Everyone seemed to nod in agreement, and then came the decision who should drive. One of our hunters happens to be a truck driver, so it was a given that he'd take the wheel of one of the two SUV's. The other? There were no takers. Considering I practically drive for a living anyway, and no one else was willing, I offered to take the wheel of the second SUV.  Being a Florida boy, I'd never driven in snow before...But how hard could it be?
The drive out of Denver wasn't particularly bad. The Explorer we were in handled alright, it was just slightly windy, especially in certain passes as we climbed higher and higher into the mountains. We made a stop in Silverthorne to eat at a Wendy's and it was about that time I was thankful for wearing all my winter clothes. The temperature was dropping. Fast. Where only 10 hours prior I had been sweating to death in Ft. Lauderdale, I was now almost shivering in the mountains. After dinner we continued on, and it wasn't long after we left Silverthorne that it began to snow. Hard.
I noticed that everyone in Colorado was still driving like a bat out of hell in the snow. Didn't matter how horribly steep the road was, they were still flying. Hell, I was just doing my best to keep up with our other hunters in the car ahead of us. Just when I thought it couldn't snow harder, it did. Then harder. Then even harder.
I was slowly getting more and more nervous as the weather worsened. Tires began to slide and I was having a terrible time. Our path down I-70 actually led straight through the town of Vail Colorado. Having the last name Vail, I'd always wanted to visit the place. Just for kicks. Well...I got to drive through Vail, but I never saw it. Total white out. The best I got was an interstate sign that read "Vail Next 3 Exits". And that's it.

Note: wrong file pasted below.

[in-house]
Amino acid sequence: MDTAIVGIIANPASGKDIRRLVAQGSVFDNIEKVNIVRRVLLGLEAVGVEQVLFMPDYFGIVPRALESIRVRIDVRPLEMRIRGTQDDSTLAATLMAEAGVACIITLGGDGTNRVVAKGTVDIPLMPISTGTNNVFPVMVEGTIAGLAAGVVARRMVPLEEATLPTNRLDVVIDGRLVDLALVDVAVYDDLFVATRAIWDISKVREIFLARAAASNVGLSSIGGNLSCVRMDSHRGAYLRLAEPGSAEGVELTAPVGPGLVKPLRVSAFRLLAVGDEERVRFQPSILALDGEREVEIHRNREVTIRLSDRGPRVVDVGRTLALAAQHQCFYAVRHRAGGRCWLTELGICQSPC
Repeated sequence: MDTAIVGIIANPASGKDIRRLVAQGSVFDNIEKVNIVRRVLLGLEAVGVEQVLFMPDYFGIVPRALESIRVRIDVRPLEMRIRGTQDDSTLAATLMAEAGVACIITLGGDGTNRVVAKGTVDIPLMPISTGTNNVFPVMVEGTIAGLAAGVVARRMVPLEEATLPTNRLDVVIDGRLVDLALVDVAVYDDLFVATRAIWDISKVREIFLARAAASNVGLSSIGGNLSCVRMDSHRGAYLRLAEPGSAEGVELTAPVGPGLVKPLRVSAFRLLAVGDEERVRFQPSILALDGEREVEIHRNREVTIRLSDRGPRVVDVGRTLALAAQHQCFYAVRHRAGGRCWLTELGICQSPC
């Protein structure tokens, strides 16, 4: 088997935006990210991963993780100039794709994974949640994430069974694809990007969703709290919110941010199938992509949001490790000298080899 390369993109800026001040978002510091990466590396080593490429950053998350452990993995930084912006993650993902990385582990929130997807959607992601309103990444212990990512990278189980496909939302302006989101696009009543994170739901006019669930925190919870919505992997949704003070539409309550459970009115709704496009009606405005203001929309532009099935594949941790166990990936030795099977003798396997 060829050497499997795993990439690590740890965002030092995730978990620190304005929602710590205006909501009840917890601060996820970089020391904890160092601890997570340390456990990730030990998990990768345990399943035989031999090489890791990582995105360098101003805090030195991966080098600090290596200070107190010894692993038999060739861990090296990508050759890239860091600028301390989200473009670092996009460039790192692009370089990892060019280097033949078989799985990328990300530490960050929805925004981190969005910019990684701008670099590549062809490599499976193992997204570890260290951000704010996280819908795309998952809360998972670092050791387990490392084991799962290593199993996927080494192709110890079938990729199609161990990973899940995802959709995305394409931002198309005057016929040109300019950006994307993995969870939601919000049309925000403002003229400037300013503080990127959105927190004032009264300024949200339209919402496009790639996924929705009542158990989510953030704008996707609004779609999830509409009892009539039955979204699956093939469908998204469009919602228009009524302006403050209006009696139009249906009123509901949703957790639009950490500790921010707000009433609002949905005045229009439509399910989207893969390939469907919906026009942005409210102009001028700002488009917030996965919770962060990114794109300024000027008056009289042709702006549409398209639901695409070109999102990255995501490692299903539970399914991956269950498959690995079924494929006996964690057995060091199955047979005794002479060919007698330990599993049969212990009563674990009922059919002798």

We got off the interstate in Rifle and began our trek north toward the ranch. The weather simply continued to worsen. Soon there were only two cars to be seen driving down any of the roads, and both were packed full of Florida boys. The old county road leading to the ranch was probably where we saw the worst weather. At some points the car in front of us completely disappeared and they were only about 30 feet ahead. I actually began to worry that even if we -did- manage to make it to the ranch, we'd never recognize it. EVERYTHING was white and even roads leading off the highway were masked in the white nightmare outside.
Thankfully someone managed to get enough signal to make a phone call to the ranch owner who was able to drive down to the highway and wait so we'd recognize the road. We all met, then drove the last few miles to the ranch.
I was completely and totally exhausted. My hands actually hurt from the white knuckle grip I'd kept the whole ride. We finally made the turn into the 4 mile long driveway to finish the trip. We'd left Denver at what 8:30 on what was supposed to be a 4.5 hour drive. It was now 5 am the next day. With the ranch owner in front, the other hunters second in line, and myself and my hunters bringing up the rear, we approached the ranch house. Just a few hundred more yards to go, when suddenly....